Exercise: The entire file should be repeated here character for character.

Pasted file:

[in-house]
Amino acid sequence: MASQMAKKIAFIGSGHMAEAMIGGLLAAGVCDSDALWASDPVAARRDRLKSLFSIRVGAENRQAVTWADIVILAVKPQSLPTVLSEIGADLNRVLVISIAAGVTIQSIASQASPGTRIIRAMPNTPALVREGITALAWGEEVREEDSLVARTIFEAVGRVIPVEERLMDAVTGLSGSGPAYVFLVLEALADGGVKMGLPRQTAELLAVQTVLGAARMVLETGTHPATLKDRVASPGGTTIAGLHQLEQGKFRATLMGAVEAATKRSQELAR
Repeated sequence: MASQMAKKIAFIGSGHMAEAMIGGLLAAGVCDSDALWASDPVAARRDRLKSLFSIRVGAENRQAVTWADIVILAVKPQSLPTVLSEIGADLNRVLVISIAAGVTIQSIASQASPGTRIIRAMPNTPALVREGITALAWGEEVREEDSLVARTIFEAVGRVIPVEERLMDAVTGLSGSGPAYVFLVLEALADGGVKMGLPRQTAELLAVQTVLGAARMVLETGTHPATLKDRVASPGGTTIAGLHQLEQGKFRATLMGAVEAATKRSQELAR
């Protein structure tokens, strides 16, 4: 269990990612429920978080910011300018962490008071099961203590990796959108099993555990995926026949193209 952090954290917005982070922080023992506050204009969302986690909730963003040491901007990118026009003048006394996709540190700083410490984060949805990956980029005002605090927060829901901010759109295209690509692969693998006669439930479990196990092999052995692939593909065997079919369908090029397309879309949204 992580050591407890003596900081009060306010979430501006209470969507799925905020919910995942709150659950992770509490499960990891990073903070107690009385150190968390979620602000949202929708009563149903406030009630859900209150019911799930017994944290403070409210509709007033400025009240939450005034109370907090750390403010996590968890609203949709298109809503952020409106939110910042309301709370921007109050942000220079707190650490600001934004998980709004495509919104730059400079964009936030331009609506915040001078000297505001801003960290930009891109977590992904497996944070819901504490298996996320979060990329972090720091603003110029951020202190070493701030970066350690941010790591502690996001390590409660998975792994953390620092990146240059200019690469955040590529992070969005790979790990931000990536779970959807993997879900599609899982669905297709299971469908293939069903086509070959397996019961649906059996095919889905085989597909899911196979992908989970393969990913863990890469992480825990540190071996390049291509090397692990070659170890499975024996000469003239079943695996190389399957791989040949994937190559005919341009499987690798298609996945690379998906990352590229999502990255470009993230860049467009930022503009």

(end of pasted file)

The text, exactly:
[in-house]
Amino acid sequence: MASQMAKKIAFIGSGHMAEAMIGGLLAAGVCDSDALWASDPVAARRDRLKSLFSIRVGAENRQAVTWADIVILAVKPQSLPTVLSEIGADLNRVLVISIAAGVTIQSIASQASPGTRIIRAMPNTPALVREGITALAWGEEVREEDSLVARTIFEAVGRVIPVEERLMDAVTGLSGSGPAYVFLVLEALADGGVKMGLPRQTAELLAVQTVLGAARMVLETGTHPATLKDRVASPGGTTIAGLHQLEQGKFRATLMGAVEAATKRSQELAR
Repeated sequence: MASQMAKKIAFIGSGHMAEAMIGGLLAAGVCDSDALWASDPVAARRDRLKSLFSIRVGAENRQAVTWADIVILAVKPQSLPTVLSEIGADLNRVLVISIAAGVTIQSIASQASPGTRIIRAMPNTPALVREGITALAWGEEVREEDSLVARTIFEAVGRVIPVEERLMDAVTGLSGSGPAYVFLVLEALADGGVKMGLPRQTAELLAVQTVLGAARMVLETGTHPATLKDRVASPGGTTIAGLHQLEQGKFRATLMGAVEAATKRSQELAR
């Protein structure tokens, strides 16, 4: 269990990612429920978080910011300018962490008071099961203590990796959108099993555990995926026949193209 952090954290917005982070922080023992506050204009969302986690909730963003040491901007990118026009003048006394996709540190700083410490984060949805990956980029005002605090927060829901901010759109295209690509692969693998006669439930479990196990092999052995692939593909065997079919369908090029397309879309949204 992580050591407890003596900081009060306010979430501006209470969507799925905020919910995942709150659950992770509490499960990891990073903070107690009385150190968390979620602000949202929708009563149903406030009630859900209150019911799930017994944290403070409210509709007033400025009240939450005034109370907090750390403010996590968890609203949709298109809503952020409106939110910042309301709370921007109050942000220079707190650490600001934004998980709004495509919104730059400079964009936030331009609506915040001078000297505001801003960290930009891109977590992904497996944070819901504490298996996320979060990329972090720091603003110029951020202190070493701030970066350690941010790591502690996001390590409660998975792994953390620092990146240059200019690469955040590529992070969005790979790990931000990536779970959807993997879900599609899982669905297709299971469908293939069903086509070959397996019961649906059996095919889905085989597909899911196979992908989970393969990913863990890469992480825990540190071996390049291509090397692990070659170890499975024996000469003239079943695996190389399957791989040949994937190559005919341009499987690798298609996945690379998906990352590229999502990255470009993230860049467009930022503009």